Guest Post: Unexpected PR Tools Every Pro Needs

Public relations concept in tag cloud
This week’s guest post is by Jack Wilson. Jack manages multiple corporate design projects by day, while fitting in some part-time freelance writing by night.

You meet your new client before a big talk and you realize that he hasn’t even purchased a suit — he expects to round up investors in a polo and jeans. Promoting a new client, or problem clients, can be a challenge. Many clients expect you to do everything for them, and that includes the simple act of thinking. Being a professional PR agent means that you can identify, and neutralize, your client’s faults in a way that keeps them shining and smiling.

The Business Card

There are a few things that can go wrong with a business card. Your client can show up with outdated business cards that they’ve scribbled on or modified, or they could show up without business cards at all. Overnight prints can be very useful for this frustrating occasion. Business cards aren’t expensive, but they are absolutely essential. If you want your clients to be taken seriously, you should coach them on when and how to give out business cards.

The Mobile Device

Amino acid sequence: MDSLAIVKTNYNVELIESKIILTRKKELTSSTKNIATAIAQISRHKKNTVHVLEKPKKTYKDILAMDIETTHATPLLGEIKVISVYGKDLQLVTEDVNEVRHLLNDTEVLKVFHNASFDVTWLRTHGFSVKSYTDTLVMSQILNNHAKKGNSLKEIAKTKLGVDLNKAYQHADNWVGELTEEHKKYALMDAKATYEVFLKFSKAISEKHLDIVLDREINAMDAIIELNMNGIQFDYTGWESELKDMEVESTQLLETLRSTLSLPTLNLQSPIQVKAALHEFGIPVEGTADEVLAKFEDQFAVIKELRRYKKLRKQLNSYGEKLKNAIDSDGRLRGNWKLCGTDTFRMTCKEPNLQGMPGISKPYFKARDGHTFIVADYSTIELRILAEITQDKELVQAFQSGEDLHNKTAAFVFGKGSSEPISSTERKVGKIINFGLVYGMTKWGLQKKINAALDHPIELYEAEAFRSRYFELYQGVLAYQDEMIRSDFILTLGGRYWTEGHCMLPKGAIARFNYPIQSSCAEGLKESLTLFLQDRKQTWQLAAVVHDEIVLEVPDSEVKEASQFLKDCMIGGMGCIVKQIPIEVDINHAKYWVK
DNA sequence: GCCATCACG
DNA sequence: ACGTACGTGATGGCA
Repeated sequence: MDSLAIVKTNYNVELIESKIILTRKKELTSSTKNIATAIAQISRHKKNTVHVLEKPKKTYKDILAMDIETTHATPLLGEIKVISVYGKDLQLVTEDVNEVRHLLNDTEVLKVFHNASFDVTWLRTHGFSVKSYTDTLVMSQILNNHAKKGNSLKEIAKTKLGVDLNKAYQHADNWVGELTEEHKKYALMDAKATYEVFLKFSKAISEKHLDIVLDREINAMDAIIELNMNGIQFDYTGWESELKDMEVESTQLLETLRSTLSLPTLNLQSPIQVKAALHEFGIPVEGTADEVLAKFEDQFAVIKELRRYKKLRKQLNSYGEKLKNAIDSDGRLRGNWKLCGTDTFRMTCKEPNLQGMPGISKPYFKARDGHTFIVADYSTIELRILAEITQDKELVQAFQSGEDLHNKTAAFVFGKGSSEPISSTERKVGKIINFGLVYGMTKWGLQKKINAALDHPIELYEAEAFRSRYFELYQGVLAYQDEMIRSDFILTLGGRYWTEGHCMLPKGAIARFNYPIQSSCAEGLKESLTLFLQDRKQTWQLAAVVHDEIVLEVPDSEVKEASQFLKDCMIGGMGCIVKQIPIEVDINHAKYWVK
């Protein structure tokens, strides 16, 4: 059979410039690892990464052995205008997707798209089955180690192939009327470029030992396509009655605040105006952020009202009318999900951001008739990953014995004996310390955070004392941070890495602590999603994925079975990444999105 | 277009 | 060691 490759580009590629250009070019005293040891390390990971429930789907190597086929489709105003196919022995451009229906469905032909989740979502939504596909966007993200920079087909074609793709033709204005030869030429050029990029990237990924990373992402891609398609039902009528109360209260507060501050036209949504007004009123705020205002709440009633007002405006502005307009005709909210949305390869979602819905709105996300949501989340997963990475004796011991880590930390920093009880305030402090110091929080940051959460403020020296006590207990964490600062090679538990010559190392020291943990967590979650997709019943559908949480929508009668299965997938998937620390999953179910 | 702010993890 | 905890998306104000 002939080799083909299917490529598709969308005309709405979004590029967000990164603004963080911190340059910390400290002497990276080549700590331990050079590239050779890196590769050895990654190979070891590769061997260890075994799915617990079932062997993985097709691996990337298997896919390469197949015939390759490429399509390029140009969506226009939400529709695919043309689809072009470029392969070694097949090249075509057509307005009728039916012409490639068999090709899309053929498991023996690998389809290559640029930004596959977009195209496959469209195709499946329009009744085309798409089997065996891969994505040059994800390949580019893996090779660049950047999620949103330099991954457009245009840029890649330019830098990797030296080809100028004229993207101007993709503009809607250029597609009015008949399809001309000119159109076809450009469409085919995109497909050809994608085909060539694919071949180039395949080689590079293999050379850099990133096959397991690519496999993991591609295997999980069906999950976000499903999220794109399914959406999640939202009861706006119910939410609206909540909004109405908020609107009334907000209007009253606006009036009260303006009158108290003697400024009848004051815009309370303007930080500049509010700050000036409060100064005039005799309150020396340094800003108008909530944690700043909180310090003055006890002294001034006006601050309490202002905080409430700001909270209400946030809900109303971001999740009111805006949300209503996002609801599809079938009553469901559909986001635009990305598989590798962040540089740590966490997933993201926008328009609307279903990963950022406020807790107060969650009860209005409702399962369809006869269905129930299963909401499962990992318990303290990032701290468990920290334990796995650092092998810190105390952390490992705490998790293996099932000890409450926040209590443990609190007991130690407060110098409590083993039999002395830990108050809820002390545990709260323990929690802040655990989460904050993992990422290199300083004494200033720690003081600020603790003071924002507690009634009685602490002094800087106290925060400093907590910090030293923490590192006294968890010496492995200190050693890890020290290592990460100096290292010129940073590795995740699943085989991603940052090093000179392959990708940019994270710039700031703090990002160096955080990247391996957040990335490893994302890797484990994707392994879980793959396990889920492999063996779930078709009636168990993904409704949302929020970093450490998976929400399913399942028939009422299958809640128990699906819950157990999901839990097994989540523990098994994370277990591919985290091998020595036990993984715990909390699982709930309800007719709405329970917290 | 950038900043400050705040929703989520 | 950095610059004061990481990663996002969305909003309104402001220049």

Before your client jumps on stage or releases new information, you should always check local press release websites and news sites for any timely and associated information. The last thing you want is for your client to launch a speech about how he was swept away by new merchandise shortly after a flood damaged a local school. Websites like PR News Wire will also let you know if there have been similar releases since you last checked.

The Tether

Though mobile devices are versatile, don’t forget your laptop. There are times when you may need to revamp your entire strategy or produce a new slideshow, and there are times when you may find yourself inexplicably without WiFi. A tether, such as those promoted at, enables you connect to your cell phone’s data plan with your laptop or even with a desktop computer. This lets you work on your business plan wherever you are, even if you’ve found yourself at a trade seminar in the middle of nowhere.

The Grooming Tools

It may seem like basic human decency, but many clients don’t realize that their appearance during their presentations is everything. If your client is doing a demo in front of an audience, you may want to keep some basic products with you. A comb, hair gel and even a razor can come in handy. It’s not babysitting to take care of your client if they’re paying you to do so, though it may feel like it sometimes.

The Contact List

Being a PR agent will take you into a myriad of small towns and unknown locations. Keep a contact list of people and place that you know in specific areas to connect with the community and learn more about your client and their audience. A PR event isn’t just a great time for your client — it’s also a great time for you to network and to renew bonds with other professionals you may not have seen in a while. When you’ve taken care of your client, you may want to take a few hours to catch up with some of these vital clients. Even a simple LinkedIn search might reveal some valuable contacts.

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